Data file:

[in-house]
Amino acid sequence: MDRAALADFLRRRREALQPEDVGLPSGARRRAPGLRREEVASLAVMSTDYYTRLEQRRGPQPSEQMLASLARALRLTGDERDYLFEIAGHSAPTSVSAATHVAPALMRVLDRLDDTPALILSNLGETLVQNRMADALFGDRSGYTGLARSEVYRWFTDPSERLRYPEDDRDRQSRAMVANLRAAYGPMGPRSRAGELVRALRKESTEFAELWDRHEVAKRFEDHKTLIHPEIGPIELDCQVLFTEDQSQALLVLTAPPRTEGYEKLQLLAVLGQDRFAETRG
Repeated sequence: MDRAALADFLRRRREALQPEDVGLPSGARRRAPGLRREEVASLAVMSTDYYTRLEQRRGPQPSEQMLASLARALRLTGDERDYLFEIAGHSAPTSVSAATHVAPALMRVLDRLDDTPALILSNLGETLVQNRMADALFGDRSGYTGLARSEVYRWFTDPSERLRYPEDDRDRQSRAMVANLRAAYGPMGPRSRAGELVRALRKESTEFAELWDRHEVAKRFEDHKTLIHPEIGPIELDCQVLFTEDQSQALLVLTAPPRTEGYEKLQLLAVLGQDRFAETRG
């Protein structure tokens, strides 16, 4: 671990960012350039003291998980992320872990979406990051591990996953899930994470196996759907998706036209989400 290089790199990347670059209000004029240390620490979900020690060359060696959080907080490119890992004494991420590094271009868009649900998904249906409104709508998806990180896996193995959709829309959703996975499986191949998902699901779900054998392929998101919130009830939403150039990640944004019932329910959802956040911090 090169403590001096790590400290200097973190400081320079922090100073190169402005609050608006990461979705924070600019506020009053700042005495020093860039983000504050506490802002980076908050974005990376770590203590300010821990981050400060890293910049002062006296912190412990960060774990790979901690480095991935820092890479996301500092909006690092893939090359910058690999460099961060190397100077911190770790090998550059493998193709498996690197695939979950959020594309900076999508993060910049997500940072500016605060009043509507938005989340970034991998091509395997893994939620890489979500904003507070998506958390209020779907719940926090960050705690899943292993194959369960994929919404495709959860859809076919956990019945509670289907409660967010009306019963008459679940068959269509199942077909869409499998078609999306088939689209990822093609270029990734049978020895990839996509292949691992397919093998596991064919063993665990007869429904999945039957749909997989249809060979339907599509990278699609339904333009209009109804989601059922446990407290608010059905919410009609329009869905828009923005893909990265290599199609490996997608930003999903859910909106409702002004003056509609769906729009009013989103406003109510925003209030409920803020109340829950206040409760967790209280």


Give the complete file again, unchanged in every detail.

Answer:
[in-house]
Amino acid sequence: MDRAALADFLRRRREALQPEDVGLPSGARRRAPGLRREEVASLAVMSTDYYTRLEQRRGPQPSEQMLASLARALRLTGDERDYLFEIAGHSAPTSVSAATHVAPALMRVLDRLDDTPALILSNLGETLVQNRMADALFGDRSGYTGLARSEVYRWFTDPSERLRYPEDDRDRQSRAMVANLRAAYGPMGPRSRAGELVRALRKESTEFAELWDRHEVAKRFEDHKTLIHPEIGPIELDCQVLFTEDQSQALLVLTAPPRTEGYEKLQLLAVLGQDRFAETRG
Repeated sequence: MDRAALADFLRRRREALQPEDVGLPSGARRRAPGLRREEVASLAVMSTDYYTRLEQRRGPQPSEQMLASLARALRLTGDERDYLFEIAGHSAPTSVSAATHVAPALMRVLDRLDDTPALILSNLGETLVQNRMADALFGDRSGYTGLARSEVYRWFTDPSERLRYPEDDRDRQSRAMVANLRAAYGPMGPRSRAGELVRALRKESTEFAELWDRHEVAKRFEDHKTLIHPEIGPIELDCQVLFTEDQSQALLVLTAPPRTEGYEKLQLLAVLGQDRFAETRG
């Protein structure tokens, strides 16, 4: 671990960012350039003291998980992320872990979406990051591990996953899930994470196996759907998706036209989400 290089790199990347670059209000004029240390620490979900020690060359060696959080907080490119890992004494991420590094271009868009649900998904249906409104709508998806990180896996193995959709829309959703996975499986191949998902699901779900054998392929998101919130009830939403150039990640944004019932329910959802956040911090 090169403590001096790590400290200097973190400081320079922090100073190169402005609050608006990461979705924070600019506020009053700042005495020093860039983000504050506490802002980076908050974005990376770590203590300010821990981050400060890293910049002062006296912190412990960060774990790979901690480095991935820092890479996301500092909006690092893939090359910058690999460099961060190397100077911190770790090998550059493998193709498996690197695939979950959020594309900076999508993060910049997500940072500016605060009043509507938005989340970034991998091509395997893994939620890489979500904003507070998506958390209020779907719940926090960050705690899943292993194959369960994929919404495709959860859809076919956990019945509670289907409660967010009306019963008459679940068959269509199942077909869409499998078609999306088939689209990822093609270029990734049978020895990839996509292949691992397919093998596991064919063993665990007869429904999945039957749909997989249809060979339907599509990278699609339904333009209009109804989601059922446990407290608010059905919410009609329009869905828009923005893909990265290599199609490996997608930003999903859910909106409702002004003056509609769906729009009013989103406003109510925003209030409920803020109340829950206040409760967790209280």